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Is there a way to match any class argument of the below sample routine?

class A {
     public B method(Class<? extends A> a) {}
}

How can I always return a new B() regardless of which class is passed into method? The following attempt only works for the specific case where A is matched.

A a = new A();
B b = new B();
when(a.method(eq(A.class))).thenReturn(b);

EDIT: One solution is

(Class<?>) any(Class.class)
share|improve this question
2  
Class<?> amazing! – Toni Almeida Apr 9 '14 at 19:27
    
Your (Class<?>) any(Class.class) solution should be the answer here. I'd much rather use that then the ClassOrSubclassMatcher class seen below. – superbAfterSemperPhi May 26 '15 at 17:12
    
@superbAfterSemperPhi and johan-sjöberg I posted another way to do that, without cast. I believe that could be a better way. What do you think? – anmaia Jan 13 at 18:37
up vote 88 down vote accepted

Two more ways to do it (see my comment on the previous answer by @Tomasz Nurkiewicz):

The first relies on the fact that the compiler simply won't let you pass in something of the wrong type:

when(a.method(any(Class.class))).thenReturn(b);

You lose the exact typing (the Class<? extends A>) but it probably works as you need it to.

The second is a lot more involved but is arguably a better solution if you really want to be sure that the argument to method() is an A or a subclass of A:

when(a.method(Matchers.argThat(new ClassOrSubclassMatcher<A>(A.class)))).thenReturn(b);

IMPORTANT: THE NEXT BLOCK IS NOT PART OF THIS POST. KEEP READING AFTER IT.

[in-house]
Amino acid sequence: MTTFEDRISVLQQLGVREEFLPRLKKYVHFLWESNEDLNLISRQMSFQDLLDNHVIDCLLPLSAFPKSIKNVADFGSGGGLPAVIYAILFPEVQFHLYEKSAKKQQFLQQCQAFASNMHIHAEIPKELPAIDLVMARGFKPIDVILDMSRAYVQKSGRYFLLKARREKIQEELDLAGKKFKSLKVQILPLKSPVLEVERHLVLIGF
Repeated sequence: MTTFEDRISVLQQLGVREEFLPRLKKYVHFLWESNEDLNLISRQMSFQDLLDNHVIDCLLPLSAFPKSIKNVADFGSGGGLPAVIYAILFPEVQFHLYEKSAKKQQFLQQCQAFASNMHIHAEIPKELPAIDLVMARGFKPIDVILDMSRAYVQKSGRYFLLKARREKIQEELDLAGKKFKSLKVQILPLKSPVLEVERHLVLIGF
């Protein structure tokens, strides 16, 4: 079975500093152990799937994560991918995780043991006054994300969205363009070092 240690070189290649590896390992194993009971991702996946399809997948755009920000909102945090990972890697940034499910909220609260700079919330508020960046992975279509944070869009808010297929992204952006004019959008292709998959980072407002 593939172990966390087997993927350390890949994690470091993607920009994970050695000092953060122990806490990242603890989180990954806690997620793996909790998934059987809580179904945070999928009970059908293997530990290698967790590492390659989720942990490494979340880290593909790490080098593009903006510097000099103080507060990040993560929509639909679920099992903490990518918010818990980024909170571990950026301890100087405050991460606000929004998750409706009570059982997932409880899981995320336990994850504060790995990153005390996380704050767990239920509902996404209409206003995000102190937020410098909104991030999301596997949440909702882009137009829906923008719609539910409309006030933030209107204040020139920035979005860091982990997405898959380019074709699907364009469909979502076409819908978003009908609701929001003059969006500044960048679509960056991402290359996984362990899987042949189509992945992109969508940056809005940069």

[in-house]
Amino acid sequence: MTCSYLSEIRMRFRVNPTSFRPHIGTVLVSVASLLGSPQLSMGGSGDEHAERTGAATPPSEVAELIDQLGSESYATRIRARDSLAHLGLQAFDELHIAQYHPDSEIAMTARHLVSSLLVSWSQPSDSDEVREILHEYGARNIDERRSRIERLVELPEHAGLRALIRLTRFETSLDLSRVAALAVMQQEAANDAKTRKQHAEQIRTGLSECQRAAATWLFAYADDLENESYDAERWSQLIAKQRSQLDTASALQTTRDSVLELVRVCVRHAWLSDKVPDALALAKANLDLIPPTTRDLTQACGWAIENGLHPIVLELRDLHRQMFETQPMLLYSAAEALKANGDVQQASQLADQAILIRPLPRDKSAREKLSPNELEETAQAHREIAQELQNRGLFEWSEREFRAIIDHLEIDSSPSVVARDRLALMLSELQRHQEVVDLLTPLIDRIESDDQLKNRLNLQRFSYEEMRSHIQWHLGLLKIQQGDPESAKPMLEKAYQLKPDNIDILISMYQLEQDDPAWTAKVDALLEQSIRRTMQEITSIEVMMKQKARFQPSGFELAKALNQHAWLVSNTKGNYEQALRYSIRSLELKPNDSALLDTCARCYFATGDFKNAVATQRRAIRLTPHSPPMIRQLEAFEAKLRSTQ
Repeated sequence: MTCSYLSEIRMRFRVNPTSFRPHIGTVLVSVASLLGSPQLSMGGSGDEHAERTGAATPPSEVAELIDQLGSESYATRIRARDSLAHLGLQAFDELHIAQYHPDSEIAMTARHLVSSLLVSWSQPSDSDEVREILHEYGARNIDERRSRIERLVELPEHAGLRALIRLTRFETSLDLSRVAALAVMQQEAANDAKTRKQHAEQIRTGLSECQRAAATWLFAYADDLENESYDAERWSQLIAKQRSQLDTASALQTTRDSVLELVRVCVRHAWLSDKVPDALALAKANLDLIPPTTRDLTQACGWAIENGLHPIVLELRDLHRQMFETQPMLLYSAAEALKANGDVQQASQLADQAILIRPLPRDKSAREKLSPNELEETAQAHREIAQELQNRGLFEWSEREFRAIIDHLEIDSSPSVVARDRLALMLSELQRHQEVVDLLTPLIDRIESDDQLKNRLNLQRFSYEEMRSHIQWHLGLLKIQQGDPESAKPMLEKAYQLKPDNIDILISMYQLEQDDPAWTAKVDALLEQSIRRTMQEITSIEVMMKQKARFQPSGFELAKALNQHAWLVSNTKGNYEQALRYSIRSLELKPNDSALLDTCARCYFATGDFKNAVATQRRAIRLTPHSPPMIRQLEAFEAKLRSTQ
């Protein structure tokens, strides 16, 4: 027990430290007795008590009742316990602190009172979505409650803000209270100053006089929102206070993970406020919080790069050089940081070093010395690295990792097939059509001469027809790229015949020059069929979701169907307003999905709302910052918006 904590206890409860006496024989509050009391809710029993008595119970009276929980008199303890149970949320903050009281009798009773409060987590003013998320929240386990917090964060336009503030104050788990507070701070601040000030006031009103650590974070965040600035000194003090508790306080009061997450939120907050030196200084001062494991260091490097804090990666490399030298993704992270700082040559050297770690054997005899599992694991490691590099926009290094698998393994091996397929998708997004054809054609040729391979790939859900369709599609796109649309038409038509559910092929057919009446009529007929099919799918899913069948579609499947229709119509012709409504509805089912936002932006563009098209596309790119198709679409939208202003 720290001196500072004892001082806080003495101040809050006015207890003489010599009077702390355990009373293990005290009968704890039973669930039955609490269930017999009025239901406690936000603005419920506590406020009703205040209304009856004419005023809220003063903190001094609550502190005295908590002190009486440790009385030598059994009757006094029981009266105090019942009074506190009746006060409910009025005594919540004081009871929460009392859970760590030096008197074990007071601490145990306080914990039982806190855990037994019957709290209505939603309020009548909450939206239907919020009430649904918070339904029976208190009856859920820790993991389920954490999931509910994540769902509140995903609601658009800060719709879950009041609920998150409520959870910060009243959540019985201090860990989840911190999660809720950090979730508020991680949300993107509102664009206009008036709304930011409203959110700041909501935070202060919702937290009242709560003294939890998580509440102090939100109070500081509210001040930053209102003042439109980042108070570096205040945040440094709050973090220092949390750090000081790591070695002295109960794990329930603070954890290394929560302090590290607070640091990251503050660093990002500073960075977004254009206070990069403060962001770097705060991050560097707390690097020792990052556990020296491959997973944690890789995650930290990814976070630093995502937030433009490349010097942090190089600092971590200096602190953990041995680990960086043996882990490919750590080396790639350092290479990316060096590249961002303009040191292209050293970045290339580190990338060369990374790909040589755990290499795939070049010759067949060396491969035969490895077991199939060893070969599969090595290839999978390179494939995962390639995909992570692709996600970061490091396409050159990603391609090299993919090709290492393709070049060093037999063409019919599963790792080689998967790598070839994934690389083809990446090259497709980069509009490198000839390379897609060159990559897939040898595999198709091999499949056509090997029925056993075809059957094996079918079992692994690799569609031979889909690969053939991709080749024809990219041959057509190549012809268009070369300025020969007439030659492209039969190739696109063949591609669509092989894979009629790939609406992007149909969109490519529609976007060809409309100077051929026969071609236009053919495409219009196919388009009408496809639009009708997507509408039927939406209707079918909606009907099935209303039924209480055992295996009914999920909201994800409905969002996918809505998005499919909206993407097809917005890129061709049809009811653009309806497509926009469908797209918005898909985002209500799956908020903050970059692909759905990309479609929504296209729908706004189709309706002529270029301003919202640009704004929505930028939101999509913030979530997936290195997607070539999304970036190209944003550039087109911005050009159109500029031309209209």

Where ClassOrSubclassMatcher is an org.hamcrest.BaseMatcher defined as:

public class ClassOrSubclassMatcher<T> extends BaseMatcher<Class<T>> {

    private final Class<T> targetClass;

    public ClassOrSubclassMatcher(Class<T> targetClass) {
        this.targetClass = targetClass;
    }

    @SuppressWarnings("unchecked")
    public boolean matches(Object obj) {
        if (obj != null) {
            if (obj instanceof Class) {
                return targetClass.isAssignableFrom((Class<T>) obj);
            }
        }
        return false;
    }

    public void describeTo(Description desc) {
        desc.appendText("Matches a class or subclass");
    }       
}

Phew! I'd go with the first option until you really need to get finer control over what method() actually returns :-)

share|improve this answer
    
the if (obj instanceof Class) messes things up for me, so I removed it. – Daniel Smith Oct 24 '14 at 4:22

How about:

when(a.method(isA(A.class))).thenReturn(b);

or:

when(a.method((A)notNull())).thenReturn(b);
share|improve this answer
3  
These would compile and work if the method signature was method(A a) - but it's (effectively) method(Class<A> a) - so you'd need to use: when(a.method(isA(Class.class))).thenReturn(b); or when(a.method((Class<A>) notNull())).thenReturn(b); – millhouse Oct 7 '11 at 4:05

There is another way to do that without cast:

when(a.method(Matchers.<Class<A>>any())).thenReturn(b);

This solution forces the method any() to return Class<A> type and not its default value (Object).

share|improve this answer

If you have no idea which Package you need to import:

import static org.mockito.Matchers.any;
any(SomeClass.class)

OR

import org.mockito.Matchers;
Matchers.any(SomeClass.class)
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